Ever since I watched the missile crisis unfold on television, I have been intrigued by Cuba. When a travel brochure from the University of Michigan arrived, I jumped at the chance to spend a week with fellow alumni on a “people to people” cultural tour.
Cheers rose up from the Cubans on board when our Sky King flight landed at José Marti Airport. At baggage claim, shrink-wrapped bags marked “heavy” rumbled down the conveyer belt. Bounty brought from America included tires, flat screen TVs, toys, and a microwave.
Drug-sniffing dogs and sober faced soldiers greeted us. While we waited for paperwork to clear, we met our Cuban guide Vivian, a delightful young woman from the Ministry of Tourism. She instructed us not to wander off, not to photograph military personnel, and most importantly, not to speak out against the revolution or we would be sent home. On the bus ride into Havana, we passed huge billboards of Fidel and “Ché.” I was not in Colorado anymore.
Our first two stops, Revolution Square and the Museo de Revolucion, began a history lesson from the Cuban perspective. The museum displayed a turbine from the American U2 spy plane shot down in what they termed the “so-called October crisis.” As we exited, caricatures depicting “dictators” covered the wall. Three American presidents, George H. Bush, George W. Bush, and Ronald Reagan, were drawn next to Cuban president Fulgencio Batista.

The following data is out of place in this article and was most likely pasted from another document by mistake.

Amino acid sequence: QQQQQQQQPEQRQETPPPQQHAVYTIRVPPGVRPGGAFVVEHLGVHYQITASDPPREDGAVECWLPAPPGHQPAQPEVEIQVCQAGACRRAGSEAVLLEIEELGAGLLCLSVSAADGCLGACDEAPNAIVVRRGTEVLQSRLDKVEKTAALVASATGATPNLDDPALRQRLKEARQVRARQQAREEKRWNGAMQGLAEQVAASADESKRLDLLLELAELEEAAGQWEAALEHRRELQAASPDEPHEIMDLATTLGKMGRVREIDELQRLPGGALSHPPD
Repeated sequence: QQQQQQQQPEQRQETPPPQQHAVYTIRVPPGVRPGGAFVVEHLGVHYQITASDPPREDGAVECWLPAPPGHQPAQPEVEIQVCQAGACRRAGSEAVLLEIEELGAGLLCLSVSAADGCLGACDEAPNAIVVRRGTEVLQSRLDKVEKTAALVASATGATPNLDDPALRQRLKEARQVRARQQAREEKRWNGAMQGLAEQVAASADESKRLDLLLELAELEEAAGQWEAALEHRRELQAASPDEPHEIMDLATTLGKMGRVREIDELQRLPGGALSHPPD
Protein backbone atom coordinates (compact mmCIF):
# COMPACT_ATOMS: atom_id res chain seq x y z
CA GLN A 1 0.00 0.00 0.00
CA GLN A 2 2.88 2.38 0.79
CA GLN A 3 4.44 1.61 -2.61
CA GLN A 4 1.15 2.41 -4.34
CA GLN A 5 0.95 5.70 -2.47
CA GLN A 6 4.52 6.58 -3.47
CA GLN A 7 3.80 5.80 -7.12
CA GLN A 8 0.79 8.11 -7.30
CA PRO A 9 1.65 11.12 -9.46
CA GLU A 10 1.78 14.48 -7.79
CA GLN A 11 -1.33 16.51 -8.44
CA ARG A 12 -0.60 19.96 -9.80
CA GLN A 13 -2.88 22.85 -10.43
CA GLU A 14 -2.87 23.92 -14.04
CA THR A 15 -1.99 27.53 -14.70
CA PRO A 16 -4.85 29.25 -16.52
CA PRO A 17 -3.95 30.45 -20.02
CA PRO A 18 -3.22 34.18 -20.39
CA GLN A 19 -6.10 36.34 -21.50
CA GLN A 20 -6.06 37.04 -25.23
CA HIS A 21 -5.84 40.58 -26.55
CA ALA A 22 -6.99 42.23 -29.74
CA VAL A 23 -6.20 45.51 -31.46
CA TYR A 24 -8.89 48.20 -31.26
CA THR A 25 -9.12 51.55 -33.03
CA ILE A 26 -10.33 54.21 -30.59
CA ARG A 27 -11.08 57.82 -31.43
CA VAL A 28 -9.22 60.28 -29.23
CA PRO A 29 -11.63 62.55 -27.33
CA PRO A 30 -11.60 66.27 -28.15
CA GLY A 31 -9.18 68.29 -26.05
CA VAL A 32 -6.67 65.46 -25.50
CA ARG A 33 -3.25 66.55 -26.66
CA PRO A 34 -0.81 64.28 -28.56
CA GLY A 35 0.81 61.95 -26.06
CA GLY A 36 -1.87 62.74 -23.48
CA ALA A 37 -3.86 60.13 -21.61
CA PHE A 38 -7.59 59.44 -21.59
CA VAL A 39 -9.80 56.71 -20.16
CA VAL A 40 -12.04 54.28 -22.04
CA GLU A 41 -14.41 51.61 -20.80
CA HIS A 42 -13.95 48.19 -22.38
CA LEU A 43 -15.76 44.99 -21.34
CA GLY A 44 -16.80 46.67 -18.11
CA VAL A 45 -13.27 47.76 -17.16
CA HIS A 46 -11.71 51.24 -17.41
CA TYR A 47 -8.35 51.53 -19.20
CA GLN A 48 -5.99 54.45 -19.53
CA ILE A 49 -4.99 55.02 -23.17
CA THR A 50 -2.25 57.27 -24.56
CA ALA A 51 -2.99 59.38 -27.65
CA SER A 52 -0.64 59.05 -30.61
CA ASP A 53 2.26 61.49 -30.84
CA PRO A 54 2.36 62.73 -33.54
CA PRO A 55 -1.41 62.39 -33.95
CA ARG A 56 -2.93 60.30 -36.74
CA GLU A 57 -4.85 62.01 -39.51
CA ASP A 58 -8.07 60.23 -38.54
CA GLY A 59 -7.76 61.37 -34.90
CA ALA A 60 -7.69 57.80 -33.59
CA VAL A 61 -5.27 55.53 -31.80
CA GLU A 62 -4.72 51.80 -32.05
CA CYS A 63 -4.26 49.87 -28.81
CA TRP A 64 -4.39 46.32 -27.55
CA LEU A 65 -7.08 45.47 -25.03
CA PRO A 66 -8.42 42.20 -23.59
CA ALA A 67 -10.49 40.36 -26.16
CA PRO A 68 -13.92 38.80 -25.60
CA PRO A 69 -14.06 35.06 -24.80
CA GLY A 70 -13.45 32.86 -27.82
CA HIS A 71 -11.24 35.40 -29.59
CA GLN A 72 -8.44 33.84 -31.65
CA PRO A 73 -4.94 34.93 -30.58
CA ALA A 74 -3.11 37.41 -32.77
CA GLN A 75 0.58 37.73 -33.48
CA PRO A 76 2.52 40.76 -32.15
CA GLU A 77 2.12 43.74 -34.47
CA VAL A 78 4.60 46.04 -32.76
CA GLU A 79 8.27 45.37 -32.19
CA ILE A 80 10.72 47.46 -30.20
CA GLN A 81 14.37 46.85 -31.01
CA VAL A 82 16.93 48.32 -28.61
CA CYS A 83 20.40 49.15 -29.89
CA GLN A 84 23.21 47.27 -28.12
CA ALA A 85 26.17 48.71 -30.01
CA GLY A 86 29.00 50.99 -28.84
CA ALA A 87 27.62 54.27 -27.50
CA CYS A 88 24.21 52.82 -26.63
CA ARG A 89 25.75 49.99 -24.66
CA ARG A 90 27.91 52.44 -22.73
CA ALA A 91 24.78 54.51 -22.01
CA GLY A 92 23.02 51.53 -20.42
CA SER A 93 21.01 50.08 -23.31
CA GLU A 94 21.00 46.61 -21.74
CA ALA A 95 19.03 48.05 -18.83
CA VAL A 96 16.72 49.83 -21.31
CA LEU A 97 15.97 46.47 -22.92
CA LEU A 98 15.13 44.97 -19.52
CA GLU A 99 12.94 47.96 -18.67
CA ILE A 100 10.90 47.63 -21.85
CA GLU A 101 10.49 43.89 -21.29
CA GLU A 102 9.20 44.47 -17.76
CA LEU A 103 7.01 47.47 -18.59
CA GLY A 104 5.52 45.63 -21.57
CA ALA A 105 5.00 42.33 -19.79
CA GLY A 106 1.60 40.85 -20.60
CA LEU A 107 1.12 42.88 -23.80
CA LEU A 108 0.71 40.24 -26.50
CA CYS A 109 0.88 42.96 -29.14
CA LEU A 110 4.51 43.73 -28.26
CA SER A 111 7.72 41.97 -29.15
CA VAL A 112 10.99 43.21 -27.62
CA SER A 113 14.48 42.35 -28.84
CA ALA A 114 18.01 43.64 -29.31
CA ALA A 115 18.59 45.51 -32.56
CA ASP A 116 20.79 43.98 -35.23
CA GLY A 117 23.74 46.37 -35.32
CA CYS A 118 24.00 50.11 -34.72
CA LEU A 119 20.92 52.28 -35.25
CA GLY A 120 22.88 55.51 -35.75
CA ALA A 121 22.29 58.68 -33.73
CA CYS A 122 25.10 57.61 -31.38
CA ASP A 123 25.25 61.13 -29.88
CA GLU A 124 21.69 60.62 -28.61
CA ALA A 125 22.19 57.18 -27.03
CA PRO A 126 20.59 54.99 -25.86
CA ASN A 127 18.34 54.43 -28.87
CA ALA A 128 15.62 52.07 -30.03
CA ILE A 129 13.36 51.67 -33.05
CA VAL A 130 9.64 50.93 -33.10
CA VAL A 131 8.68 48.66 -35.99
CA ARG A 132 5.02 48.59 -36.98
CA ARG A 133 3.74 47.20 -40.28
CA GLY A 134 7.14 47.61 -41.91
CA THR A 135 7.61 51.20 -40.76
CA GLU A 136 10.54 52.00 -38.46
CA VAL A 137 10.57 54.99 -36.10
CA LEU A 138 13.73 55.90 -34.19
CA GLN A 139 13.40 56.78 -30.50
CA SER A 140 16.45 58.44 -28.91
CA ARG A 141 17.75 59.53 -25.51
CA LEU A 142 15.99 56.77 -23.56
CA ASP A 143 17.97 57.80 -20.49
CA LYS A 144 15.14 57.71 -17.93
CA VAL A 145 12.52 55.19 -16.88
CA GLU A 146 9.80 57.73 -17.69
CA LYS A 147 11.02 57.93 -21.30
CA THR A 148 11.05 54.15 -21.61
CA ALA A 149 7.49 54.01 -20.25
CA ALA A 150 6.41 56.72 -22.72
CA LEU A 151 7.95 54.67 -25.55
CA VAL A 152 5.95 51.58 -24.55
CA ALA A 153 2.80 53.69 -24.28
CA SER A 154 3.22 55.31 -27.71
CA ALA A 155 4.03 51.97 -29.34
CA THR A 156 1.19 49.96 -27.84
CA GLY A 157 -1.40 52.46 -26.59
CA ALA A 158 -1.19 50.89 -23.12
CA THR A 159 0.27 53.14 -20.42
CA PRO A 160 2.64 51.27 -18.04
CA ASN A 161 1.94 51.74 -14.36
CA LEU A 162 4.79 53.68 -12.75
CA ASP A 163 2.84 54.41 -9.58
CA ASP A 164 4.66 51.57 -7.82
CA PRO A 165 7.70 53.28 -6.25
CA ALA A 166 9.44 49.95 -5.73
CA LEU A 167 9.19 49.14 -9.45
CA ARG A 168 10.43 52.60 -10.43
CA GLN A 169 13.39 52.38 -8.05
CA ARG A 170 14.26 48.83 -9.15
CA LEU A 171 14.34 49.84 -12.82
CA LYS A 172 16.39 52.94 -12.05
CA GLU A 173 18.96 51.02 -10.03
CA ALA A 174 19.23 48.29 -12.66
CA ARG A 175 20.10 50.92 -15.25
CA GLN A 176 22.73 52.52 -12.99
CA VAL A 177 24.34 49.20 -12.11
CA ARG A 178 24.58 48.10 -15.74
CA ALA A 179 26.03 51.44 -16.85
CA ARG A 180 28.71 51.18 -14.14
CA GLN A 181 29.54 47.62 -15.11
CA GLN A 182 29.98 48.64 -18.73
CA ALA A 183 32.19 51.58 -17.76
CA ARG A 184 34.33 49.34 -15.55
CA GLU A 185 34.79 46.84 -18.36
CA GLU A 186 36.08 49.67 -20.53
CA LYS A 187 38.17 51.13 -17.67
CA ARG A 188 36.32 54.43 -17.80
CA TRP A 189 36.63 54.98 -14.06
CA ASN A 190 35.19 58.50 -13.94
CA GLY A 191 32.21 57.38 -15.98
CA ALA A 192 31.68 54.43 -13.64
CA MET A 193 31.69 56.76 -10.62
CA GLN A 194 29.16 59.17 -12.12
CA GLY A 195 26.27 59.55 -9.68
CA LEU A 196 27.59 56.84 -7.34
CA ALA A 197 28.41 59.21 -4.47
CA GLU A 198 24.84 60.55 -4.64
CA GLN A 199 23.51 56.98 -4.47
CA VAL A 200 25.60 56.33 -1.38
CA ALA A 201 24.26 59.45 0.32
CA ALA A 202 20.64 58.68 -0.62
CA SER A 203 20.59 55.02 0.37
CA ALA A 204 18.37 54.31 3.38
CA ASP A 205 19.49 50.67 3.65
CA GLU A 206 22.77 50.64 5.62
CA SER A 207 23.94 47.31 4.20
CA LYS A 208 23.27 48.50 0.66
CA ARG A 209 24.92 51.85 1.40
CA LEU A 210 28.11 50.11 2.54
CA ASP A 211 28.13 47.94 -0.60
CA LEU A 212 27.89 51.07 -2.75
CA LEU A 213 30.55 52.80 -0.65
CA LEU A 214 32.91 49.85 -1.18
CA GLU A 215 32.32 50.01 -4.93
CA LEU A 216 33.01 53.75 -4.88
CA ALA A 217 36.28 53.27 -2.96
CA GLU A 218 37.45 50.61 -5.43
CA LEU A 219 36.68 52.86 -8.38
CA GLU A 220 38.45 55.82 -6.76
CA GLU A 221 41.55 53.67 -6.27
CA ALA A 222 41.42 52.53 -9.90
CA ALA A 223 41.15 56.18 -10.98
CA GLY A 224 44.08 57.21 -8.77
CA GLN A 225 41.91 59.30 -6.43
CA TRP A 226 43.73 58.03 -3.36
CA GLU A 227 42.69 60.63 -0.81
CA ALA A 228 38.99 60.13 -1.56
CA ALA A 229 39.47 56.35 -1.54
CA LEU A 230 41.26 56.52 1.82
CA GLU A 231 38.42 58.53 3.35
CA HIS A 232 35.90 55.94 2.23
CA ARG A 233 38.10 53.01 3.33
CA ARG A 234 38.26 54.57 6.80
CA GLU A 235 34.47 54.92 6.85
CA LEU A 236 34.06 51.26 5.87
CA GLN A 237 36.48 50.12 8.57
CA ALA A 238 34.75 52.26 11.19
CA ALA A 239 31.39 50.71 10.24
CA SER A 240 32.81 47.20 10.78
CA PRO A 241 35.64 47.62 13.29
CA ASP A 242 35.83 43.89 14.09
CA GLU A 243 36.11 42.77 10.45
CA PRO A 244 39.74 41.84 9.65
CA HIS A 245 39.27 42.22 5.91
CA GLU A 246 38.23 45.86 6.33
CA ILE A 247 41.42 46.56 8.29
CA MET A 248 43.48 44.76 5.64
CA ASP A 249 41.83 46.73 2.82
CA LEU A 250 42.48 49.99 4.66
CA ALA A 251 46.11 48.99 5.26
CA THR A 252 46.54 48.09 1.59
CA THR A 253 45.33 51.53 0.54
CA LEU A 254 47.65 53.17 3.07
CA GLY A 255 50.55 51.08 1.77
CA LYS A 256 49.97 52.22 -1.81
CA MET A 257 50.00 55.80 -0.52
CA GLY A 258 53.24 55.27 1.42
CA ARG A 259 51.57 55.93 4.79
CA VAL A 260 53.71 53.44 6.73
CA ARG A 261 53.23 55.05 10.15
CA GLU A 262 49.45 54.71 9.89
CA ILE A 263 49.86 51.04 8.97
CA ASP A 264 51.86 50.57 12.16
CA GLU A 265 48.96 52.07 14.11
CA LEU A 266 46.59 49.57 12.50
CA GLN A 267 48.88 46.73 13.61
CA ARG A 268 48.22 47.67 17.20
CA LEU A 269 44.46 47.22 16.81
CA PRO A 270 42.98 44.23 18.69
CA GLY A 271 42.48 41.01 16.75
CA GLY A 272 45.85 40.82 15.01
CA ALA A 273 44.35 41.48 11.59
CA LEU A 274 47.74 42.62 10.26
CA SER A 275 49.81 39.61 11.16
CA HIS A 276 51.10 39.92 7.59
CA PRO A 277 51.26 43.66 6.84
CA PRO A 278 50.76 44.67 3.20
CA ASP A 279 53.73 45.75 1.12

Vivian described downtown Havana as “the last virgin city.” She said, “There are no drugs, no guns, no homeless people, and it’s quiet.” She worries about westernization. “We want to maintain Havana’s charm, but the idea of development and progress is creeping into Cuba.” On our walking tour, I saw the charm, but not much progress. Colonial mansions stood besides crumbling buildings. Exposed wiring, staircases to nowhere, and broken windows contrasted with the city’s opulence. Renowned architect Miguel Coyola told us restoration is a priority, but few funds are available.
The next three days in Havana flew by in a blur of lectures and tours. We visited a Jewish temple, an elementary school, and the University of Havana where Professor Juan Triana explained the complexities of the education system. He emphasized that Cuban education, like healthcare, costs nothing. All was not serious study in Havana. Our tour immersed us in the arts with visits to the National Museum of Fine Arts, The Ebony Contemporary Dance Troupe, and La Lavanderia, a cooperative for emerging artists. At dinner, gifted musicians entertained us with rhythms of the island. One evening, our guide arranged for Afro-Cuban dancers to teach us to salsa at a rooftop bar.